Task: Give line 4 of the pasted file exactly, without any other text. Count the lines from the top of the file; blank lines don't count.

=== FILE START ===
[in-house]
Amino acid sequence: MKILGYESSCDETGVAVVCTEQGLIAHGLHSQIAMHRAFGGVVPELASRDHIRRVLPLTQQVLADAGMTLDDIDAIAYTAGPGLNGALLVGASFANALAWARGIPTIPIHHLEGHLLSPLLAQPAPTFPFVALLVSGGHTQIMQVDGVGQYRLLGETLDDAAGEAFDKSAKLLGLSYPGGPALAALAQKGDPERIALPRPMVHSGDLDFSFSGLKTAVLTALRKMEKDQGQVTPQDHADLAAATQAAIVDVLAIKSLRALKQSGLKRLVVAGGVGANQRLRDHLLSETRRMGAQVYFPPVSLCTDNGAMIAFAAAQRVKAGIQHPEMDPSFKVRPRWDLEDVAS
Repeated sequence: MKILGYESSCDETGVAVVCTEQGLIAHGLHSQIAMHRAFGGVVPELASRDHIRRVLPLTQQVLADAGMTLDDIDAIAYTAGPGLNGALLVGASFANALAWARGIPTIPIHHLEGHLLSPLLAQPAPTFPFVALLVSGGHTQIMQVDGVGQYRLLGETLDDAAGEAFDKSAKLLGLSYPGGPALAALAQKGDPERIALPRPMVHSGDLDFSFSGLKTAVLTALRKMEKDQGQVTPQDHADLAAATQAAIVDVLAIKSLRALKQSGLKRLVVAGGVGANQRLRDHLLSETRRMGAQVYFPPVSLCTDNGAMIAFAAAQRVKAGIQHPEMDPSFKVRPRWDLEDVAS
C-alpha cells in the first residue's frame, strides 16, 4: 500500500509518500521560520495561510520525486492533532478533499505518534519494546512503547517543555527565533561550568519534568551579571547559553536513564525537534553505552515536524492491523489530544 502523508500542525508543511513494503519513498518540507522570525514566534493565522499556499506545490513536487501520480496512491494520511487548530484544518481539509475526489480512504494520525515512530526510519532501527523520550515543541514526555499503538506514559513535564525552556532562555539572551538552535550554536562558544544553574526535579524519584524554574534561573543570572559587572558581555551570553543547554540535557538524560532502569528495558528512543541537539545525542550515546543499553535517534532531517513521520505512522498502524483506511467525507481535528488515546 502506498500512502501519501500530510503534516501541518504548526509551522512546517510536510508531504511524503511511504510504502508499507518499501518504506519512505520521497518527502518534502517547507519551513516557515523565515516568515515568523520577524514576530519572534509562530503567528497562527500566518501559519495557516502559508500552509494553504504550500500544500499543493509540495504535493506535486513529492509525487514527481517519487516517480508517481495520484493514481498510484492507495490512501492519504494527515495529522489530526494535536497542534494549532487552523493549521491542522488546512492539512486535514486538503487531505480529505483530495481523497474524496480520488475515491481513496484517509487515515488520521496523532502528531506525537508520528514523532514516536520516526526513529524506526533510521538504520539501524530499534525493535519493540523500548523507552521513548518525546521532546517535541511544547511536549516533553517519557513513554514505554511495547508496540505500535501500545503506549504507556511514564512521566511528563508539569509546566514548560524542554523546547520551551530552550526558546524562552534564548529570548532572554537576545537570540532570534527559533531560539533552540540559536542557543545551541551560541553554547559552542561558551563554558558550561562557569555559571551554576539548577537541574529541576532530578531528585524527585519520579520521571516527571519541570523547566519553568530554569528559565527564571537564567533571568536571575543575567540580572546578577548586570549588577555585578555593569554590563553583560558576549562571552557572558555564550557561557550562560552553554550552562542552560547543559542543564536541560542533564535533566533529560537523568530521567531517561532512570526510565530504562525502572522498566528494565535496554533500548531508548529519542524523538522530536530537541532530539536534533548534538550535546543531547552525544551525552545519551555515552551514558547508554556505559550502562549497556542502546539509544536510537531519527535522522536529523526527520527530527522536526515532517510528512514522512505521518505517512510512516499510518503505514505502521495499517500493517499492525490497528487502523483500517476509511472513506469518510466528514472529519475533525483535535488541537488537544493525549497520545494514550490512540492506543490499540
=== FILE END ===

C-alpha cells in the first residue's frame, strides 16, 4: 500500500509518500521560520495561510520525486492533532478533499505518534519494546512503547517543555527565533561550568519534568551579571547559553536513564525537534553505552515536524492491523489530544 502523508500542525508543511513494503519513498518540507522570525514566534493565522499556499506545490513536487501520480496512491494520511487548530484544518481539509475526489480512504494520525515512530526510519532501527523520550515543541514526555499503538506514559513535564525552556532562555539572551538552535550554536562558544544553574526535579524519584524554574534561573543570572559587572558581555551570553543547554540535557538524560532502569528495558528512543541537539545525542550515546543499553535517534532531517513521520505512522498502524483506511467525507481535528488515546 502506498500512502501519501500530510503534516501541518504548526509551522512546517510536510508531504511524503511511504510504502508499507518499501518504506519512505520521497518527502518534502517547507519551513516557515523565515516568515515568523520577524514576530519572534509562530503567528497562527500566518501559519495557516502559508500552509494553504504550500500544500499543493509540495504535493506535486513529492509525487514527481517519487516517480508517481495520484493514481498510484492507495490512501492519504494527515495529522489530526494535536497542534494549532487552523493549521491542522488546512492539512486535514486538503487531505480529505483530495481523497474524496480520488475515491481513496484517509487515515488520521496523532502528531506525537508520528514523532514516536520516526526513529524506526533510521538504520539501524530499534525493535519493540523500548523507552521513548518525546521532546517535541511544547511536549516533553517519557513513554514505554511495547508496540505500535501500545503506549504507556511514564512521566511528563508539569509546566514548560524542554523546547520551551530552550526558546524562552534564548529570548532572554537576545537570540532570534527559533531560539533552540540559536542557543545551541551560541553554547559552542561558551563554558558550561562557569555559571551554576539548577537541574529541576532530578531528585524527585519520579520521571516527571519541570523547566519553568530554569528559565527564571537564567533571568536571575543575567540580572546578577548586570549588577555585578555593569554590563553583560558576549562571552557572558555564550557561557550562560552553554550552562542552560547543559542543564536541560542533564535533566533529560537523568530521567531517561532512570526510565530504562525502572522498566528494565535496554533500548531508548529519542524523538522530536530537541532530539536534533548534538550535546543531547552525544551525552545519551555515552551514558547508554556505559550502562549497556542502546539509544536510537531519527535522522536529523526527520527530527522536526515532517510528512514522512505521518505517512510512516499510518503505514505502521495499517500493517499492525490497528487502523483500517476509511472513506469518510466528514472529519475533525483535535488541537488537544493525549497520545494514550490512540492506543490499540